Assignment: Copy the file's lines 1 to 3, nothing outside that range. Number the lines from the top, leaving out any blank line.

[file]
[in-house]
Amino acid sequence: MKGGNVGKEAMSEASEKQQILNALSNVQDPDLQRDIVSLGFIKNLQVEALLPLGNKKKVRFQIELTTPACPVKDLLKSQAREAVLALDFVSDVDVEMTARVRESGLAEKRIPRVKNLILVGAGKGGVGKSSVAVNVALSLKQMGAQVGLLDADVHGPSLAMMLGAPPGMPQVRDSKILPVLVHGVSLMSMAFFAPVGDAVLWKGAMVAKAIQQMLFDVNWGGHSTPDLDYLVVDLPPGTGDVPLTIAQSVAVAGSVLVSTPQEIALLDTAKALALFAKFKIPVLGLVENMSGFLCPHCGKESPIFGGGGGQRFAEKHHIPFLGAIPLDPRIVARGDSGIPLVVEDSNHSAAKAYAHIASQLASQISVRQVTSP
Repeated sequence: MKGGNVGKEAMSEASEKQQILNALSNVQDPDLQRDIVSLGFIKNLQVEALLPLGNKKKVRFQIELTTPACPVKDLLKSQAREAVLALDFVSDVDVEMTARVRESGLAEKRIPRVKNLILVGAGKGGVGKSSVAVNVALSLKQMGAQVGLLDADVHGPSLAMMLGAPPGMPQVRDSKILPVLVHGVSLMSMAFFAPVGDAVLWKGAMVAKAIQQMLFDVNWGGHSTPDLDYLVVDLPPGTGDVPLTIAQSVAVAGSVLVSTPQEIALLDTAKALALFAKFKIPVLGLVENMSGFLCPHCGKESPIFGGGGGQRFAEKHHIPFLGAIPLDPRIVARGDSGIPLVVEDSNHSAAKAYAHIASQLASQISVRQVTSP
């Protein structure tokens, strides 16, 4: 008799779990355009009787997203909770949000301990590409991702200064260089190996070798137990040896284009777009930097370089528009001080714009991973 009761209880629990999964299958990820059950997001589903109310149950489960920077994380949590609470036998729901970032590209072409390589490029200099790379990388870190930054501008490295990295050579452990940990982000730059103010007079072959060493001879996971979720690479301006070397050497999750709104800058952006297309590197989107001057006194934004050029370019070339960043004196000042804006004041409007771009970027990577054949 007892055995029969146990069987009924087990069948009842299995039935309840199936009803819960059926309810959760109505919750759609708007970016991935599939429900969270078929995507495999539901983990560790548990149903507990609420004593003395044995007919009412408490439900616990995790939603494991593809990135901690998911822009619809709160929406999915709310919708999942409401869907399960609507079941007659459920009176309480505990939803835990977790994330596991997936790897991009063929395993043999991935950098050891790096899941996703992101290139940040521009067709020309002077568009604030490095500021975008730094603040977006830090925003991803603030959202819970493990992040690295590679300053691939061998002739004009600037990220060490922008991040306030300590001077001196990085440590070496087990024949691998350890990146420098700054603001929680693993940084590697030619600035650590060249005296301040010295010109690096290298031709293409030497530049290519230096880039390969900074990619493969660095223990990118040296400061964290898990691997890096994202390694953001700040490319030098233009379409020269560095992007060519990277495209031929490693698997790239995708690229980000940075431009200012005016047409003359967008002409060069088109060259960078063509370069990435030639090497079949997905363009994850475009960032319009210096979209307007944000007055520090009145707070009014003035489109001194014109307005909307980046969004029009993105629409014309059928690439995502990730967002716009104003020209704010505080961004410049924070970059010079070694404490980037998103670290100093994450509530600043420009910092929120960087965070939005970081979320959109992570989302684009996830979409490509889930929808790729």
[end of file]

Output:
[in-house]
Amino acid sequence: MKGGNVGKEAMSEASEKQQILNALSNVQDPDLQRDIVSLGFIKNLQVEALLPLGNKKKVRFQIELTTPACPVKDLLKSQAREAVLALDFVSDVDVEMTARVRESGLAEKRIPRVKNLILVGAGKGGVGKSSVAVNVALSLKQMGAQVGLLDADVHGPSLAMMLGAPPGMPQVRDSKILPVLVHGVSLMSMAFFAPVGDAVLWKGAMVAKAIQQMLFDVNWGGHSTPDLDYLVVDLPPGTGDVPLTIAQSVAVAGSVLVSTPQEIALLDTAKALALFAKFKIPVLGLVENMSGFLCPHCGKESPIFGGGGGQRFAEKHHIPFLGAIPLDPRIVARGDSGIPLVVEDSNHSAAKAYAHIASQLASQISVRQVTSP
Repeated sequence: MKGGNVGKEAMSEASEKQQILNALSNVQDPDLQRDIVSLGFIKNLQVEALLPLGNKKKVRFQIELTTPACPVKDLLKSQAREAVLALDFVSDVDVEMTARVRESGLAEKRIPRVKNLILVGAGKGGVGKSSVAVNVALSLKQMGAQVGLLDADVHGPSLAMMLGAPPGMPQVRDSKILPVLVHGVSLMSMAFFAPVGDAVLWKGAMVAKAIQQMLFDVNWGGHSTPDLDYLVVDLPPGTGDVPLTIAQSVAVAGSVLVSTPQEIALLDTAKALALFAKFKIPVLGLVENMSGFLCPHCGKESPIFGGGGGQRFAEKHHIPFLGAIPLDPRIVARGDSGIPLVVEDSNHSAAKAYAHIASQLASQISVRQVTSP